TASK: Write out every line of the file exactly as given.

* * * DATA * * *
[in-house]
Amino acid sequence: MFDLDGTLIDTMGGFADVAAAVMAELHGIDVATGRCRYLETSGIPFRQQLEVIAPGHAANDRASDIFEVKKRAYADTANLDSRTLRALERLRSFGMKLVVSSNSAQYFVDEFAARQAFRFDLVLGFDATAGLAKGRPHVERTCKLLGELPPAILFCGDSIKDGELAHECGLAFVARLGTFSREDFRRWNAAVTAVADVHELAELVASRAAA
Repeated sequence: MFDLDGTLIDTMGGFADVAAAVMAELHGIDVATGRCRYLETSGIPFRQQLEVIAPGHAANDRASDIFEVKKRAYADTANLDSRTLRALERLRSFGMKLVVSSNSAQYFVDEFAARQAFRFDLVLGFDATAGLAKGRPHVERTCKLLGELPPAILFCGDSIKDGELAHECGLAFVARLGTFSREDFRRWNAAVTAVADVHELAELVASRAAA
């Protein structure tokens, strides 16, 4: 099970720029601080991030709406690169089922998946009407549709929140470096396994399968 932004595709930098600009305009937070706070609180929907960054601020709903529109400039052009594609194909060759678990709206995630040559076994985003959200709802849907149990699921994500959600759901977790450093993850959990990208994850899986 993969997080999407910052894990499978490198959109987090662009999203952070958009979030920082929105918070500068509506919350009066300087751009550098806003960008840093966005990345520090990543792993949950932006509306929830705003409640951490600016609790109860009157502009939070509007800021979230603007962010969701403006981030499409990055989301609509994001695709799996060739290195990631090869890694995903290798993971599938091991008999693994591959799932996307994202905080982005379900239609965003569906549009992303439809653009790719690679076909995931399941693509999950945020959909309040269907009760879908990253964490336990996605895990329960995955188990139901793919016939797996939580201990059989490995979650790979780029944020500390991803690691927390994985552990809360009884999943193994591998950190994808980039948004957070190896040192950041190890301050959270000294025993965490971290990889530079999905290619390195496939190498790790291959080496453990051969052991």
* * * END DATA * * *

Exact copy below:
[in-house]
Amino acid sequence: MFDLDGTLIDTMGGFADVAAAVMAELHGIDVATGRCRYLETSGIPFRQQLEVIAPGHAANDRASDIFEVKKRAYADTANLDSRTLRALERLRSFGMKLVVSSNSAQYFVDEFAARQAFRFDLVLGFDATAGLAKGRPHVERTCKLLGELPPAILFCGDSIKDGELAHECGLAFVARLGTFSREDFRRWNAAVTAVADVHELAELVASRAAA
Repeated sequence: MFDLDGTLIDTMGGFADVAAAVMAELHGIDVATGRCRYLETSGIPFRQQLEVIAPGHAANDRASDIFEVKKRAYADTANLDSRTLRALERLRSFGMKLVVSSNSAQYFVDEFAARQAFRFDLVLGFDATAGLAKGRPHVERTCKLLGELPPAILFCGDSIKDGELAHECGLAFVARLGTFSREDFRRWNAAVTAVADVHELAELVASRAAA
């Protein structure tokens, strides 16, 4: 099970720029601080991030709406690169089922998946009407549709929140470096396994399968 932004595709930098600009305009937070706070609180929907960054601020709903529109400039052009594609194909060759678990709206995630040559076994985003959200709802849907149990699921994500959600759901977790450093993850959990990208994850899986 993969997080999407910052894990499978490198959109987090662009999203952070958009979030920082929105918070500068509506919350009066300087751009550098806003960008840093966005990345520090990543792993949950932006509306929830705003409640951490600016609790109860009157502009939070509007800021979230603007962010969701403006981030499409990055989301609509994001695709799996060739290195990631090869890694995903290798993971599938091991008999693994591959799932996307994202905080982005379900239609965003569906549009992303439809653009790719690679076909995931399941693509999950945020959909309040269907009760879908990253964490336990996605895990329960995955188990139901793919016939797996939580201990059989490995979650790979780029944020500390991803690691927390994985552990809360009884999943193994591998950190994808980039948004957070190896040192950041190890301050959270000294025993965490971290990889530079999905290619390195496939190498790790291959080496453990051969052991």